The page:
Ad spend is the money you’re spending on advertisements. For some businesses, advertising is a great way to attract new customers. For ads to work, your campaigns must resonate with your target audience. If you’re not sure whether you’re getting a good return on a marketing campaign, you can calculate its value by dividing the revenue that’s produced by advertisement by the amount of money you spent on that campaign.
Great employees are always worth the investment. So, pay close attention to how you approach this cost if you feel it’s too high. There may be alternative options for reducing money spent on salaries other than issuing pay cuts or layoffs. For example, chatbots and marketing automation can supplement your team’s workflow and improve your company’s overall productivity.
Creative costs are what you spend on creating content. This could be money spent on acquiring talent to promote your company, or it could be what you spent on lunch for your team meeting. All of these costs factor into content production.
Technical costs refer to the technology that your marketing and sales team use. For example, if you purchased a reporting tool that tracks the progress of your open deals, that would be a technical cost.
Publishing costs are what’s spent to release your marketing campaign to the public. This could be money spent on TV air time, paid social media ads, or a spot in a newspaper or magazine.
Production costs are the costs associated with physically creating content. For example, if you’re making a video, you need to buy a camera, create a set, edit the video, etc. These costs add up, especially if you’re paying a third party to produce your content.
Even if you’re a SaaS business, you’ll have to spend money on maintaining and optimizing your products. For businesses that sell physical products, this cost would include utility bills and storage fees at a facility. But if you’re selling software, this is the money you’d spend on updates and patches to improve the user experience.
Customer Acquisition Cost Examples
Let’s look at a few examples that illustrate how to calculate CAC.
Example 1: A Software Company
Let’s assume a CRM software company spends $30,000 on a marketing campaign. After the campaign, the company discovers that 1,200 new customers started a subscription for their service.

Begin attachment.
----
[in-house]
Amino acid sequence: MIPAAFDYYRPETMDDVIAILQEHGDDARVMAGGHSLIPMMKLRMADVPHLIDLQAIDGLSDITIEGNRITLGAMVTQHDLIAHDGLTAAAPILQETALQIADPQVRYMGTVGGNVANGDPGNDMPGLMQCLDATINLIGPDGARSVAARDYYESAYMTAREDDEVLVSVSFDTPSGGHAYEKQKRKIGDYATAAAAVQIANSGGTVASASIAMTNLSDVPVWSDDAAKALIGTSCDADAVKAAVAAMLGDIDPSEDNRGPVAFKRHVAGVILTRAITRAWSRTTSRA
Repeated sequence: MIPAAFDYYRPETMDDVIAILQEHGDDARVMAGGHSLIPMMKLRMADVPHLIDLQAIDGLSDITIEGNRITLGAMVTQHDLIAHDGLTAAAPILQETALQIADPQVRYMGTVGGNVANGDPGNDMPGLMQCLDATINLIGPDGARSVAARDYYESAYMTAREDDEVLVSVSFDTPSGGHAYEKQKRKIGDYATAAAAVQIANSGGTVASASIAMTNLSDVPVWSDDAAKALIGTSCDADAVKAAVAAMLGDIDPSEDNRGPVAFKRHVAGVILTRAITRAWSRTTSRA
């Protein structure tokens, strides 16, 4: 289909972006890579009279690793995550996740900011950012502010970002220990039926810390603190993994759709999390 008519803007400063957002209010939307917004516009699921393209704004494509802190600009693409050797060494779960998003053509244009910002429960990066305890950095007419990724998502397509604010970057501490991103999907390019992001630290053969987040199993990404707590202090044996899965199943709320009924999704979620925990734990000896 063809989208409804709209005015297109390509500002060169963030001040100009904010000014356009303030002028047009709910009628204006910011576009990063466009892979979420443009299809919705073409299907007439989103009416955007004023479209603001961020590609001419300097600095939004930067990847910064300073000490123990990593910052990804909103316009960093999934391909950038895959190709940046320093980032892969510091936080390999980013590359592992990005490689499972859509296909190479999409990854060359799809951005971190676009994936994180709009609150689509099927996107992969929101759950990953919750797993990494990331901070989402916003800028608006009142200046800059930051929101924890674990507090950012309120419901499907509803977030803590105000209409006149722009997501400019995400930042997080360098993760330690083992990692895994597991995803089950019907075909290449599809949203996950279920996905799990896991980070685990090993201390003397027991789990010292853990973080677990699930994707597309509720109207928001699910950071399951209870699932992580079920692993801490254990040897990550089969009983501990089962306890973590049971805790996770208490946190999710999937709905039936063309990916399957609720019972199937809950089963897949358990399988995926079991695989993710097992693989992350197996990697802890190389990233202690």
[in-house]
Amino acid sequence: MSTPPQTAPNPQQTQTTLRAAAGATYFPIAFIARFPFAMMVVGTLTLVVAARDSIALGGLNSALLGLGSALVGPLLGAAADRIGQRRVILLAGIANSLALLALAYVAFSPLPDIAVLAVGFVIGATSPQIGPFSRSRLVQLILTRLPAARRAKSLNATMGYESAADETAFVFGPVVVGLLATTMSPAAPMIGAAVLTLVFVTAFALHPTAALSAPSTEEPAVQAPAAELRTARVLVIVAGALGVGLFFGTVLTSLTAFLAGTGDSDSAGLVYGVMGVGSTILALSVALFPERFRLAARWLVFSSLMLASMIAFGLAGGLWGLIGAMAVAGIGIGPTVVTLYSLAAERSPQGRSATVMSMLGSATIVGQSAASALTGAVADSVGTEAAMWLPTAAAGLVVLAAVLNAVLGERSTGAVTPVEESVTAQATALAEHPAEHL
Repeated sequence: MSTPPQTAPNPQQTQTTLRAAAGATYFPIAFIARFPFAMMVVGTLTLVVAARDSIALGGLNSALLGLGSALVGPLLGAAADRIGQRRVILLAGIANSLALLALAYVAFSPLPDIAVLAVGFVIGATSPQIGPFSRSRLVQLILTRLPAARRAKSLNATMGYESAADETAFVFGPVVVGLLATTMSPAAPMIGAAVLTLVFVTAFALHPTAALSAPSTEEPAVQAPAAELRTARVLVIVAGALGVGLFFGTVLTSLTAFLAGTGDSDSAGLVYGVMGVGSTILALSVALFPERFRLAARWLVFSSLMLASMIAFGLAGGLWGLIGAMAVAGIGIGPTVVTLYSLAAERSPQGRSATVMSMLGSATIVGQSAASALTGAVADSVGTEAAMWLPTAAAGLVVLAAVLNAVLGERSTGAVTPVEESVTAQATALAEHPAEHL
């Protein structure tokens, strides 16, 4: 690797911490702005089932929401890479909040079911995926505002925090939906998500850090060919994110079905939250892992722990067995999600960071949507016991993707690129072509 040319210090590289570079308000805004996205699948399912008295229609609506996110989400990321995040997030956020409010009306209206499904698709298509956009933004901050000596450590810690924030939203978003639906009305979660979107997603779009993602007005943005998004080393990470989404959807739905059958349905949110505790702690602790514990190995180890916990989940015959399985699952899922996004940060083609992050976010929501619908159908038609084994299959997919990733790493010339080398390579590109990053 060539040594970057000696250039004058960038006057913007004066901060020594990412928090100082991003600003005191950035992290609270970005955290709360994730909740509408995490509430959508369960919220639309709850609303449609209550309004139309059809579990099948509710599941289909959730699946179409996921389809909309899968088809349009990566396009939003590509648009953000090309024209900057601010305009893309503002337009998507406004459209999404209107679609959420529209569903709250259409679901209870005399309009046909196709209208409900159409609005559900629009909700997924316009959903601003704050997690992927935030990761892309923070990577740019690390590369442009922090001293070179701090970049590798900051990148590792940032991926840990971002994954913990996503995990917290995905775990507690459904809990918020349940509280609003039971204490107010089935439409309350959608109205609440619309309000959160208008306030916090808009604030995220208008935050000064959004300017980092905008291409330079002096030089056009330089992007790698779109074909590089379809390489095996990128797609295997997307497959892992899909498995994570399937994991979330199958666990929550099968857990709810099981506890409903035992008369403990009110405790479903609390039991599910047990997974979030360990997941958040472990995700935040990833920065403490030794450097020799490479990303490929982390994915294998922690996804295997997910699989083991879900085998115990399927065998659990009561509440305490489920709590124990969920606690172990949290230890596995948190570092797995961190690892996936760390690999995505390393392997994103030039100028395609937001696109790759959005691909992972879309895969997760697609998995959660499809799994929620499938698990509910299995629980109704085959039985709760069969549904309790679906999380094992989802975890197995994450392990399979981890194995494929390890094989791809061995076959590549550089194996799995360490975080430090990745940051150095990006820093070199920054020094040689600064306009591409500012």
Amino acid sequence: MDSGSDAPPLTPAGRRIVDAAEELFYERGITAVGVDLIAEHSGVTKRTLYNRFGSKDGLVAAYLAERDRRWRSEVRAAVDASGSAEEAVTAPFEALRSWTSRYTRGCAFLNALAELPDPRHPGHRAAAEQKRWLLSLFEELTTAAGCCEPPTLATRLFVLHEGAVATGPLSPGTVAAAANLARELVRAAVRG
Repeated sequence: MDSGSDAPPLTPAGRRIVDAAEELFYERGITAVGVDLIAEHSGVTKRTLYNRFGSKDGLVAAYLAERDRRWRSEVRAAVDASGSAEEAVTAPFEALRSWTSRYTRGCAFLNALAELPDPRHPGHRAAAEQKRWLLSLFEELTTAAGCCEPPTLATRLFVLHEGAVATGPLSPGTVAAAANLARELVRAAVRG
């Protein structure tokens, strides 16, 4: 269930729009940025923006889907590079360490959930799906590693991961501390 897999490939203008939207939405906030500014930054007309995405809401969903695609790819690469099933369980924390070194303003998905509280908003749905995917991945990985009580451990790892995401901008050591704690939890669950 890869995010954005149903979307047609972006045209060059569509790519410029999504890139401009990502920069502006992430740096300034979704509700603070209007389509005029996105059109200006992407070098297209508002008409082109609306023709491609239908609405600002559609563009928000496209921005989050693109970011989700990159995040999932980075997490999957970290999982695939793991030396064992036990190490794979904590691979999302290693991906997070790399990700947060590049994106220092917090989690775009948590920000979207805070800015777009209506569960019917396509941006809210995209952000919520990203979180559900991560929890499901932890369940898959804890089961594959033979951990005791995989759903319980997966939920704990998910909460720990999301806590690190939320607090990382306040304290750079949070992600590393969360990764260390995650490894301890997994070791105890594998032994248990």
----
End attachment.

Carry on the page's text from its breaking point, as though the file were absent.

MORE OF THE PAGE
Every year, the company is expected to spend an extra $50,000 on technical and production costs for these new customers.
The CAC for this software company would be:
CAC = ($50,000 + $30,000) ÷ 1,200 = $80,000 ÷ 2,000 = $40
This means the software company spent $40 to acquire each new customer.
Example 2: A Consumer Goods Company
Suppose a consumer goods company spends $5,000 on sales and $1,000 on marketing to attract 1000 new customers. Then the company’s CAC is calculated as:
CAC = ($5,000 + $1,000) ÷ 1,000 = $6,000 ÷ 1,000 = $60
Example 3: A Manufacturing Company
If a manufacturing company that sells building materials spends $10,000 on marketing and $5,000 on sales but acquires 200 new customers, then the company’s CAC is:
CAC = ($10,000 + $5,000) ÷ 200 = $15,000 ÷ 200 = $75
Example 4: A Real Estate Company
A real estate company that sells duplexes spends $25,000 on marketing and $10,000 on sales. After running their ads, the company acquires 70 new customers.
The CAC for this real estate company would be:
CAC = ($25,000 + $10,000) ÷ 70 = $35,000 ÷ 70 = $500
LTV to CAC Comparison
One metric to analyze in relation to customer acquisition cost is a customer’s lifetime value (LTV). LTV is the predicted revenue that one customer will generate throughout their relationship with a company.
To calculate LTV, you’ll need a few variables to plug into the formula:
Average purchase value: Calculate this number by dividing your company’s total revenue in a time period (usually one year) by the number of purchases over the course of that same period.
Average purchase frequency: Calculate this number by dividing the number of purchases over the course of the time period by the number of unique customers who made purchases during that time period.